Interview with Rok and Nuša, debate teachers

How was the teaching experience?

Rok: The teaching experience was extremely pleasant and fulfilling. It is always great to see a group of dedicated young people from across Europe cooperating together in a classroom. The hosts were very attentive and overall excellent and have ensured that the teaching was done in the most optimal conditions.

Nuša: It was great! The children were really cooperative and got along great - they were excited to try out new things and were not afraid of asking any question they might have had. This openness and willingness to help each other made for some really interesting and productive sessions. The children were also pretty funny and managed to make even the more “boring” parts fun for me and them.

How have you worked these past days with students? What kind of activities have you put into practice? 

Rok: We have gone through a pilot three day program designed to introduce debating to beginners. The curriculum was designed in a way that starts from zero and then gradually builds on skills with the goal of making the debaters fully capable of delivering a whole debate round on the final goal. The lessons were interactive, and the students did excellent in different exercises on style, argumentation and motion analysis.

Nuša: I tried a lot of different debate games, as younger children usually need to be entertained a bit more. We also got to the theoretical part by leading discussions, which made the children believe they could achieve anything, because the knowledge they got was one that they provided - if they knew things in theory already, it was a much smaller step to get them to put them into practice.

What was the most challenging part of the teaching program? 

Rok: The program was relatively ambitious in the sense that we had to cover a lot of ground in just three days, so we had to be very strict in time management. Additionally, the group was relatively diverse in the age and debate experience of the participants, so we had to be very flexible in our pedagogical approaches to make sure that the subject matter was understood by all. But the latter made the teaching experience even more rewarding, seeing how well the students collaborated with each other.

Nuša: Well I taught the younger group and we had occasional language problems and it was interesting to observe how the children really stepped together and made sure everyone understood everyone else, helping each other with different activities.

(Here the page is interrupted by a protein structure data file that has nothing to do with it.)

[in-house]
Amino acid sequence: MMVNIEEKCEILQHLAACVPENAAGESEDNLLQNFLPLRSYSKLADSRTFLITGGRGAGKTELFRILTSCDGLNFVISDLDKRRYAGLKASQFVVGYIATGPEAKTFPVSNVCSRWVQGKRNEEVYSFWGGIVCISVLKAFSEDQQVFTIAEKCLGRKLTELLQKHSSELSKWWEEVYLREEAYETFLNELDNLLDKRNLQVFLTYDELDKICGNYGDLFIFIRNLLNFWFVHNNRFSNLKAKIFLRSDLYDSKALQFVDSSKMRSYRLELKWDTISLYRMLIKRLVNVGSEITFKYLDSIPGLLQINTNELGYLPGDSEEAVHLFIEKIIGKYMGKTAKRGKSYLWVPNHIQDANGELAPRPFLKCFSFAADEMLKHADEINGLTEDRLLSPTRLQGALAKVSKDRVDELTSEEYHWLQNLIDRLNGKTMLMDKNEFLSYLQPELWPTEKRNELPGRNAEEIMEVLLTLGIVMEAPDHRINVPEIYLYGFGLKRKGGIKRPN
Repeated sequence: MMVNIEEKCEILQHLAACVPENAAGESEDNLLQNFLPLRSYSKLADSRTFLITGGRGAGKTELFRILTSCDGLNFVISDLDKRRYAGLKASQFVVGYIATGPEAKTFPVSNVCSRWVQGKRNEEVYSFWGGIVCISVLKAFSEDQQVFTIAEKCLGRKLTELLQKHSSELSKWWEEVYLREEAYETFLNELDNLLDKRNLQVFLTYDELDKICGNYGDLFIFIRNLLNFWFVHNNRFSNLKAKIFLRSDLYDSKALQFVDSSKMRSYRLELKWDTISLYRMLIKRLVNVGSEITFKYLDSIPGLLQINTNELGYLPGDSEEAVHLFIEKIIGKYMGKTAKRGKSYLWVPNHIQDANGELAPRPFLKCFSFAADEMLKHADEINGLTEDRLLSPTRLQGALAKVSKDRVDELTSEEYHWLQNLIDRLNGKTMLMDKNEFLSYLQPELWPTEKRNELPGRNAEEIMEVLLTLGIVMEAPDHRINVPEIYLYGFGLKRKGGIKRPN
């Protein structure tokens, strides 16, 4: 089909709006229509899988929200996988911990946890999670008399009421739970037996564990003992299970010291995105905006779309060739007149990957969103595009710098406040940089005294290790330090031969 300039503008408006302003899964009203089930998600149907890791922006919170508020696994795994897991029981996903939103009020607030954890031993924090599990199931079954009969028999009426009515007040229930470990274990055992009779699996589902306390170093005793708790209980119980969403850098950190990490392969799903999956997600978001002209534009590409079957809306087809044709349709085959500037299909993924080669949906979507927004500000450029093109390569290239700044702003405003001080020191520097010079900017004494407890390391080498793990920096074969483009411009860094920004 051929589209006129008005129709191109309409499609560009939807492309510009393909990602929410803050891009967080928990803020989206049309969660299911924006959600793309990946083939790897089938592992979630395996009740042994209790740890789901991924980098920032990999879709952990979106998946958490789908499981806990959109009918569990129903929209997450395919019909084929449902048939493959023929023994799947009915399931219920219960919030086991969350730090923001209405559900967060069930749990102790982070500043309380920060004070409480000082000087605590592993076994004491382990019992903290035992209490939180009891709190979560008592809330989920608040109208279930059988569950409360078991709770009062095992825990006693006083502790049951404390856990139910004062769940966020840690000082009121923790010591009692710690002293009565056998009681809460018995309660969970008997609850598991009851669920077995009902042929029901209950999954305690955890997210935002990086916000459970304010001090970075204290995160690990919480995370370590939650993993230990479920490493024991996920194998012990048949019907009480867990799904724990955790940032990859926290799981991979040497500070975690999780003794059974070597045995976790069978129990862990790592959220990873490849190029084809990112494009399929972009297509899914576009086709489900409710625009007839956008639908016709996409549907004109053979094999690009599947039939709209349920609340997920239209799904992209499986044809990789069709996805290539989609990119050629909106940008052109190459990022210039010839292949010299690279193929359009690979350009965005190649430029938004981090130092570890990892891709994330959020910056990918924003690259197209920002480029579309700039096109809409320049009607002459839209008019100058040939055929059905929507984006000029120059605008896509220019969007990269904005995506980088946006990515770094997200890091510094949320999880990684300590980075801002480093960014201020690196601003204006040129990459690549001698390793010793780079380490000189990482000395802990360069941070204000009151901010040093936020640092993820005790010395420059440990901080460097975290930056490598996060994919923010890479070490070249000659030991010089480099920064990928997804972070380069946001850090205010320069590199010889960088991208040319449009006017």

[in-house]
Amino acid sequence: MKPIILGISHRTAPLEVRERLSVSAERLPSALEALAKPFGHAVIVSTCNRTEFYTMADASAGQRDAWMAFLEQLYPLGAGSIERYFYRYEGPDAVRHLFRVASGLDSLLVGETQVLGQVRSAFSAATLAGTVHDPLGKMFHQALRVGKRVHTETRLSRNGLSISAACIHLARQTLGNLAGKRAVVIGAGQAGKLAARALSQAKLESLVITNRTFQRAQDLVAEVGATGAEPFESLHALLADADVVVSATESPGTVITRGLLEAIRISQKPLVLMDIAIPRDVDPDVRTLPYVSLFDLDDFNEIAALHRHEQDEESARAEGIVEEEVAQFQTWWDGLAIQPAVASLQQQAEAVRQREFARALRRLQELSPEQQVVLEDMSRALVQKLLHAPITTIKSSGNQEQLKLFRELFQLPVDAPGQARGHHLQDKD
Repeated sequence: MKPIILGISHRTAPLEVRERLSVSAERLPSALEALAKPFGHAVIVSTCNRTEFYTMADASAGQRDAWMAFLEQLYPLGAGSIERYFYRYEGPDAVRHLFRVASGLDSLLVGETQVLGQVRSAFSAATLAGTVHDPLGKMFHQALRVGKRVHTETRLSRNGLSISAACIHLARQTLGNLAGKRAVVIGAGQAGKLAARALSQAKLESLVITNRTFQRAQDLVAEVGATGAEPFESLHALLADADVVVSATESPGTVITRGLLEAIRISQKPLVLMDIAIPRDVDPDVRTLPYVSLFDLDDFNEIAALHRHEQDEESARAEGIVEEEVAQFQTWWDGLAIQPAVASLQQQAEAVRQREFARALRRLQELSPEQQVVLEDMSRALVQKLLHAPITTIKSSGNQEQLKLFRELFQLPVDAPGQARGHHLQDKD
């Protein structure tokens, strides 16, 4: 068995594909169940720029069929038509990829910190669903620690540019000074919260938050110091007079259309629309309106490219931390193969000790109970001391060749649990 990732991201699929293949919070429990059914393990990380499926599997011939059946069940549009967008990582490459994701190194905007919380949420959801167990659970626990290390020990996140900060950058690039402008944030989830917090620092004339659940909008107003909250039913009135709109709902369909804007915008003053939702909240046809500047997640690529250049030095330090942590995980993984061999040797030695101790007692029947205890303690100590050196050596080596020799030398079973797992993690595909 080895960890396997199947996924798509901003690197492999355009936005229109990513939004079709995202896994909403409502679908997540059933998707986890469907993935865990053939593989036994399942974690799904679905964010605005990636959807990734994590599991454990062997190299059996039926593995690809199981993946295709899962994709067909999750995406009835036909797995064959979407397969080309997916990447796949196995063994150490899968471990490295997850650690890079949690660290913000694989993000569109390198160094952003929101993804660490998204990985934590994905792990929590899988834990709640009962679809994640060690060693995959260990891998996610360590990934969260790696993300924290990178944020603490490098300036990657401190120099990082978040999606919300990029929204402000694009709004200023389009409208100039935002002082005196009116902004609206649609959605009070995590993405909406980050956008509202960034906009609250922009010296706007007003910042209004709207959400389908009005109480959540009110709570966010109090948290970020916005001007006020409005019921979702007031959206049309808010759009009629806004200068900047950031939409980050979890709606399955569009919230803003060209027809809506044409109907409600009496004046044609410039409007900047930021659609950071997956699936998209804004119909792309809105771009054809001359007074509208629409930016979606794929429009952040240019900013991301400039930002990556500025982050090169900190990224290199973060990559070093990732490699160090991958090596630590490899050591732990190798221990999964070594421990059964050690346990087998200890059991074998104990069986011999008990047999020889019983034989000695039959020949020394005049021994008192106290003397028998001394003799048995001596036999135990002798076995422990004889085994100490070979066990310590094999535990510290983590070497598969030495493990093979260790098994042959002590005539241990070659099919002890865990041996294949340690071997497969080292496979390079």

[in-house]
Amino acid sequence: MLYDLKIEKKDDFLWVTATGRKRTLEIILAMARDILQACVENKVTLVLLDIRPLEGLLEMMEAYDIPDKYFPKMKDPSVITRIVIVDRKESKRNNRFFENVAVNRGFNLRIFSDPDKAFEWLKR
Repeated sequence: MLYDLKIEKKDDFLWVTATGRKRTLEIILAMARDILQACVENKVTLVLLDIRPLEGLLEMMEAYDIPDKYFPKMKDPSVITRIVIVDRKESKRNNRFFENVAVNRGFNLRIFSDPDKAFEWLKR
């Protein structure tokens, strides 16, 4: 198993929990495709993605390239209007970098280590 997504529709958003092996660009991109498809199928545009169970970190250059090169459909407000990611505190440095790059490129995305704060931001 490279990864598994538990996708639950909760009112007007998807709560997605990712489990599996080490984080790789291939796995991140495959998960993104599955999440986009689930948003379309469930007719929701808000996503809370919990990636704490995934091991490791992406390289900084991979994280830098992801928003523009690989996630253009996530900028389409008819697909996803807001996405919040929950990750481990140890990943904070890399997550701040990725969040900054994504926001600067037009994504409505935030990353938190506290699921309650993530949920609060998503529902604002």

What skills do you think you have been able to improve? What have students learnt? 

Rok: With full confidence I can claim that students have gained a lot practical knowledge on debating itself - how to form and respond to arguments, how to brainstorm motions - as well as on public speaking in general, as we made sure that everyone got plenty opportunity to speak, a part of education sometimes forgotten in more traditional educational environments. Moreover, the students have made new friends and gotten to know a new cultural environment and I am sure this had a profound effect on them. The program was also extremely rewarding for me as a trainer, as I gained a lot of feedback on how the program we have developed in the scope of our Erasmus+ program works in a classroom.

Nuša: I think I took away the ability to really utilise humour. These kids were strangers when we started, but even by the second day, the group already had inside jokes and references that they used to entertain each other. By using those examples as a teacher, I was able to make them laugh and remember some theoretical concepts better.

Do expectations have been met? Is there anything you would have changed?

Rok: Absolutely, the expectations have been met. When looking back, one can always think of some things they could have done better as a trainer, an example better explained there, and more clear instruction there. But overall, I think the training was a success and I would not change anything.

Nuša: My expectations were not only met but surpassed. I expected a lot more quiet and reserved group, so I was pleasantly surprised from the first moment on. The children were able to adapt to any context given and seemed to have enjoyed everything. Change anything? Maybe just make the exchange a bit longer, so that everyone would have had even more fun